Friday, 13 July 2012

Counter Olympics Protestors To Defy Demo Ban on 28 July

I was unable to attend the Counter Olympics Network activists meeting on Wednesday due to work commitments, but I'm told it was packed and agreed that the march on Saturday 28 July, in protest at the corporate takeover of the Games, will “defy an attempt by Transport for London to ban the demo”.

The planned march in two week's time will assemble at Mile End Park at noon and end with a ‘People’s Games for All’ rally and festival at Wennington Green, near Victoria Park. However, when organisers met representatives of the Metropolitan police, Tower Hamlets council and Transport for London (TfL) on 9 July, TfL said it would not sanction a march along Bow Road, claiming it is part of the ‘Alternative Olympic Route Network’ (AORN). This is an alternative route for use during the Games period if the main Olympic Route Network (ORN) should become blocked for any reason.

Counter Olympics Network (CON) spokesperson Julian Cheyne has said:
“The ORN will be used exclusively by the IOC, Olympic officials, sponsors, media, and athletes. Even ambulances are barred. The IOC are getting luxury accommodation in the West End and will ride around in chauffeur-driven BMWs at public expense. They will have priority over all other road users.

Everyone else will be herded onto congested roads and overloaded public transport. The ORN will be a 35-mile ribbon of class privilege running across London for the duration of the Games. It will cause six weeks of blocked roads, traffic congestion, and closed bus routes, cycle lanes, and pedestrian crossings.

But the AORN isn’t even part of this. It will only come into operation if the ORN suffers some kind of breakdown. The idea that you ban free speech and shut down democracy to ensure that the rich have an alternative priority highway is an outrage."
There has been considerable speculation about the prospects for protest during the Olympics and what obstacles the state might impose if protest organisers decided to engage in negotiations. The Counter Olympics Network appears to have gone out of its way to accommodate the authorities by giving early notice of the intention to march, avoiding both the ORN network and the immediate vicinity of the Olympic Park and agreeing to use the parks proposed by the local council. Quite frankly, the fact that the largest protest against the Olympics is barred from anywhere near Stratford is already an enormous concession.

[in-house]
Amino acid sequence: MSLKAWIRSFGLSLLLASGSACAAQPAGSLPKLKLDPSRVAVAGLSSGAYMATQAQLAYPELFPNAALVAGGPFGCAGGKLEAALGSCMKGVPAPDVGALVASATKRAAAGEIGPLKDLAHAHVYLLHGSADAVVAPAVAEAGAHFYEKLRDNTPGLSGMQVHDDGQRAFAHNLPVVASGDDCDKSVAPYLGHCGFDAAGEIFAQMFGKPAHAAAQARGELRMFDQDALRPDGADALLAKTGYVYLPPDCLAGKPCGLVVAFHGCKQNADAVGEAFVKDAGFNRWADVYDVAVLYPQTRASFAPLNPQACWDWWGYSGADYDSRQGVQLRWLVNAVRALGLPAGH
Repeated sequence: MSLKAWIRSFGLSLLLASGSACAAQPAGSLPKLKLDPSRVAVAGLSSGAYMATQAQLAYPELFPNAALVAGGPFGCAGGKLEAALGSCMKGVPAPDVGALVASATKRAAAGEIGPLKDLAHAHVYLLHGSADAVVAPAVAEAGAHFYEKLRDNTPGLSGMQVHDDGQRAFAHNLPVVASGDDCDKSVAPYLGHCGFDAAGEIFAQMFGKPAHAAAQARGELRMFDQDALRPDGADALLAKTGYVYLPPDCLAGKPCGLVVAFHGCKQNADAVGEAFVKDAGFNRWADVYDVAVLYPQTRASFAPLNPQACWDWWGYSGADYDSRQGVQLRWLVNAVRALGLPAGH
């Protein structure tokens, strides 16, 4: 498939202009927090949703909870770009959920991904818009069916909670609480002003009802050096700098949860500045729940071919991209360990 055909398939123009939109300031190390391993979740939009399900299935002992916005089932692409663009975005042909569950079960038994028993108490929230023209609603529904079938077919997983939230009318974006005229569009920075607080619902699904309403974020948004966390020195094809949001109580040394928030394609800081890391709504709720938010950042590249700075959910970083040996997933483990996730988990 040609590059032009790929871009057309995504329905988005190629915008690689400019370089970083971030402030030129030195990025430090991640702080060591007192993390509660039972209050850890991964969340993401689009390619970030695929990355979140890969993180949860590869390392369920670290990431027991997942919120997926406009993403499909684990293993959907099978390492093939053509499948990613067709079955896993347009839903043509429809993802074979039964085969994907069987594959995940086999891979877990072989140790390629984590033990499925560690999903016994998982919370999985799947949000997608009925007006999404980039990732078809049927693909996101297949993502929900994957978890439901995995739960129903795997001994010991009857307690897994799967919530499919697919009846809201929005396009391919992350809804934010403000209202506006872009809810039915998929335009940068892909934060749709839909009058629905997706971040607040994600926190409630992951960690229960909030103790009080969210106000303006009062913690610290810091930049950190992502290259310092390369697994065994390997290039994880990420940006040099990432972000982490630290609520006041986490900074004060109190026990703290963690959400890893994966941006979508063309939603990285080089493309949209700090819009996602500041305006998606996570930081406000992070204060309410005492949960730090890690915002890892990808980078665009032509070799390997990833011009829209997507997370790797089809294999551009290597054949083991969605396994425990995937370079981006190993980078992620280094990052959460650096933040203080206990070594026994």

It is therefore understandable that CON spokesperson Albert Beale has confirmed that marchers will defy restrictions and has said:
“We won’t be denied our right to protest, so we will be marching down Bow Road and if we are restricted to the pavement, the stupidity of the resulting congestion and delay will be the responsibility of Transport for London”.
There is an obvious conclusion that others may draw from the experience that CON have been through: perhaps it is better avoid negotiations completely, as they are obviously designed to severely restrict the right to freedom of speech and assembly and banish any protest to the margins. This fits in completely with the state's desire for a sterile, controlled, “Perfect Games”. No wonder so few people have offered to meet with Metropolitan police assistant commissioner and national Olympic security co-ordinator, Chris Allison.

In these circumstances, I hope the march on 28 July involves a massive turnout, as the number of people attending will influence events on the ground. But it also seems that the case for affinity-group, DIY protest that may make an even greater impact has just received a tremendous boost.

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